The problem is that when you are working, you may not have much time off to vacation, or you still have commitments at home preventing you from leaving for any extended period. On the other hand, if you wait until you are retired, you will likely have less income (usually about half of working income plus savings), not to mention that you may start to have a few health issues, even something as simple as walking any distance. So what do you do?
Why We Didn’t Wait:
As we are getting older, we are realizing that we get tired faster, we have arthritis starting in a knee or a shoulder, and we can’t walk as fast or as far, so it is getting harder and harder to travel. We are now more determined than ever to get the top places on our bucket list scratched off, but we can also see that we won’t be able to do this forever.
Our suggestion is that you should not wait until you are retired to travel. You can travel inexpensively in retirement but you can also do it at any age. Start ticking off that bucket list now. Travel while you are healthy and energetic, and also have more disposable income. Affordable travel is possible now.
How can we afford to travel?
Retired or working, if you can cut back on bought coffees, restaurant lunches, clothing that is not essential, those little savings add up. Figure it out. A coffee from the coffee shop is at least $2, then there is that egg sandwich or bagel you often have as well. There goes $5. Not so much, but $5 times 5 days a week is $25, times 52 weeks is $1300. You just saved over $1300. Buy one new clothing item a month instead of three. Guess what? You just saved another $100 per month. If you put that $200 a month in a Travel Account, you would have $2400 at the end of a year. Cutting out work lunches is even a bigger saving. Buying lunch for less than $10 is less and less possible. How much could you save by not eating lunches out? $10 times even 3 times a week is $30 times 52 weeks is almost $1600. Adding $1600 to the $2400 you saved above and now you have $4000. Pretty nice amount for a trip, especially if there are two of you and you each save $4000, netting you $8000.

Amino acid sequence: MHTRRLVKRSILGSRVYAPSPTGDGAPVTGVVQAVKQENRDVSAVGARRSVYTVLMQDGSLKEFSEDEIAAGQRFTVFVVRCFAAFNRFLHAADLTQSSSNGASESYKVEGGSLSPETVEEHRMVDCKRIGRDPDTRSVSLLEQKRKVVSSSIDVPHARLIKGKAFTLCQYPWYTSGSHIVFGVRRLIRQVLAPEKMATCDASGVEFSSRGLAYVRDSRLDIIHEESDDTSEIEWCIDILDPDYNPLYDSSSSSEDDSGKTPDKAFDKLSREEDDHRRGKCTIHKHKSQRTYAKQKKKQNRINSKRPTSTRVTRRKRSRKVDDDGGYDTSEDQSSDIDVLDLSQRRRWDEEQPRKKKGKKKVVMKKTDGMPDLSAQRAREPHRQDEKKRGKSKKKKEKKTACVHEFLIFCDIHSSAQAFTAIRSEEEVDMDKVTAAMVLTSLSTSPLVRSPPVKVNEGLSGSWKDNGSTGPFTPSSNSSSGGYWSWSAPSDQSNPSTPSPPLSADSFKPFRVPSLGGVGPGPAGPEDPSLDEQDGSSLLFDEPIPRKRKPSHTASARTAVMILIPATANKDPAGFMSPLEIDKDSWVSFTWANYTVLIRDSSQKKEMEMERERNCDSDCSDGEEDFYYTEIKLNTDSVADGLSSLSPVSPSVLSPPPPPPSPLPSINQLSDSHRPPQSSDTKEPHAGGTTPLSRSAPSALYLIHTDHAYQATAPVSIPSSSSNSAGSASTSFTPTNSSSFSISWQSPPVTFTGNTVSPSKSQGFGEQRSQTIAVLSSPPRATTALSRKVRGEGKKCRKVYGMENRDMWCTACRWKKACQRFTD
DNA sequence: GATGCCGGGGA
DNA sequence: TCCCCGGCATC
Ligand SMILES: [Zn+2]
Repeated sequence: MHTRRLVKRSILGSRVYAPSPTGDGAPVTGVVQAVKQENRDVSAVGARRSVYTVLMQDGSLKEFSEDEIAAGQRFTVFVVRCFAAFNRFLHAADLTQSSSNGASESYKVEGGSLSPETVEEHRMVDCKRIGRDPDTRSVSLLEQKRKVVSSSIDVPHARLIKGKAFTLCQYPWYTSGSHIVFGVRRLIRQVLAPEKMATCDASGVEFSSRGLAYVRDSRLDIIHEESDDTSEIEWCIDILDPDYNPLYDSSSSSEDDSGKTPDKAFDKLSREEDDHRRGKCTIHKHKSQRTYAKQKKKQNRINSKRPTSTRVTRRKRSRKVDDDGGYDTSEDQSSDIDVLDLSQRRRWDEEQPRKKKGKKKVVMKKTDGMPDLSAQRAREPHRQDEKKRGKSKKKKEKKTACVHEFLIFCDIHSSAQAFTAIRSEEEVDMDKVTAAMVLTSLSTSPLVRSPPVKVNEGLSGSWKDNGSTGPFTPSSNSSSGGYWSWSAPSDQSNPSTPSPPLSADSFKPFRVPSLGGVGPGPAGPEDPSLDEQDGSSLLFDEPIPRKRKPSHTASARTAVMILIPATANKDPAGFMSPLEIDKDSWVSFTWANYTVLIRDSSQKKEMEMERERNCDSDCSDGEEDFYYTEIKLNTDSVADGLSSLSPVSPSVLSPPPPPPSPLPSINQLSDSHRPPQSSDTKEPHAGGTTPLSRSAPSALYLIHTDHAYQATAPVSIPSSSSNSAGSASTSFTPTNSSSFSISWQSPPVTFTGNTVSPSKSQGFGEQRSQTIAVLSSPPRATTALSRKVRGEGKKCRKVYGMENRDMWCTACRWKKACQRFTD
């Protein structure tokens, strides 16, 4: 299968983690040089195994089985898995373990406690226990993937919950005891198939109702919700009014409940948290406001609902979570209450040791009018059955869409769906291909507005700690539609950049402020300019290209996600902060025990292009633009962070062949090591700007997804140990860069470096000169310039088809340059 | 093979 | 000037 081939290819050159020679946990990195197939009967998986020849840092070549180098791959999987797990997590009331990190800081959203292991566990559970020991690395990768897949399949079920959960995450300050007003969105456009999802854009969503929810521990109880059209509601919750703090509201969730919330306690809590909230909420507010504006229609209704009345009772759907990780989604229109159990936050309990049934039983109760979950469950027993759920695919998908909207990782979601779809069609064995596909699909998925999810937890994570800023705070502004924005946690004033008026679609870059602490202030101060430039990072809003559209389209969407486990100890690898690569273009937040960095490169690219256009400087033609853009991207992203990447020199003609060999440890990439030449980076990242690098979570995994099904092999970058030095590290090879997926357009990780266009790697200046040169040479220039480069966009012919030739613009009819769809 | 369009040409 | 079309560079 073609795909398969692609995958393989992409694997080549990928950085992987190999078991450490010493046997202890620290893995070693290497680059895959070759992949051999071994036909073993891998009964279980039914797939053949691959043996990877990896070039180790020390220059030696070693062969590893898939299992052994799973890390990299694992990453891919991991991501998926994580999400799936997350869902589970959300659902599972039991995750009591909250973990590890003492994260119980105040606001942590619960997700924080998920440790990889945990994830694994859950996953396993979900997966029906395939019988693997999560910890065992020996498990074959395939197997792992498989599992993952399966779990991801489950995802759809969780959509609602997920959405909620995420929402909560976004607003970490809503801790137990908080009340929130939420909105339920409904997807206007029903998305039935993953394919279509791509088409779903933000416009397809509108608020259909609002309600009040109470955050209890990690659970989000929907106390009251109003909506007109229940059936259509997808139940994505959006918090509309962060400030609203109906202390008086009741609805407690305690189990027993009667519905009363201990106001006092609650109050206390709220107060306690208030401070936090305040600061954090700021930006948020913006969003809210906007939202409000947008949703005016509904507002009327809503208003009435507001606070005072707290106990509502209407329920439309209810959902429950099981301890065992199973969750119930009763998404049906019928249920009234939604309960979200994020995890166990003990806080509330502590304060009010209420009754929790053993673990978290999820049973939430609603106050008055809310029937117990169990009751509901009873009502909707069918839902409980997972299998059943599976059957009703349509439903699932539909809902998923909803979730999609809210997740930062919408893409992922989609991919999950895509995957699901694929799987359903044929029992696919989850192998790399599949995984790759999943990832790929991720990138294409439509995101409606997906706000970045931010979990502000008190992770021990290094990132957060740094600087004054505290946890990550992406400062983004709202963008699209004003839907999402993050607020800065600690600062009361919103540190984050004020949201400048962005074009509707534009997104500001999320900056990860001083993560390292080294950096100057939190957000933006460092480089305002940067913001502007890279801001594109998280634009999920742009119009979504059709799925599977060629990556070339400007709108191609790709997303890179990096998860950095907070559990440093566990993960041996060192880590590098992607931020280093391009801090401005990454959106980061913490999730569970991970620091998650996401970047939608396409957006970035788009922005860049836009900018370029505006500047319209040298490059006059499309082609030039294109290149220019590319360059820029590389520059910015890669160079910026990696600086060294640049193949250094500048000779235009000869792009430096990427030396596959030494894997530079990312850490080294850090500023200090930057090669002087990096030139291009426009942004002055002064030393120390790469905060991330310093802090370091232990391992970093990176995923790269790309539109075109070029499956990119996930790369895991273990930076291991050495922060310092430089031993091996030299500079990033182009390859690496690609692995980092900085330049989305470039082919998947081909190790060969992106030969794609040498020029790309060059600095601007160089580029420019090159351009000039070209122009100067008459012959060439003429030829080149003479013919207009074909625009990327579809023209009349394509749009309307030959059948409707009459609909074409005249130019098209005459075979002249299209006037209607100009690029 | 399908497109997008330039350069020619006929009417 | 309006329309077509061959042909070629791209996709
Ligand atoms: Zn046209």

How do we save for travel?
We try to prioritize. If we bought everything we wanted, we would never be able to afford to travel. Little things add up, so we don’t buy trinkets for the house, or digital tech toys unless they are practical for writing and photography. We don’t eat out often, but we certainly do once in a while. We buy clothes, but not a lot – we can often buy better quality clothes for less wherever we travel. We drive older model cars, but keep them in good repair. We might have a garage sale, quit coffees, or cut-down on drinks – there are a hundred ways to save. Every time we are tempted to buy something expensive, we have to ask ourselves if these items would give us more pleasure than a trip somewhere, and the answer is usually no.
How do we choose a destination?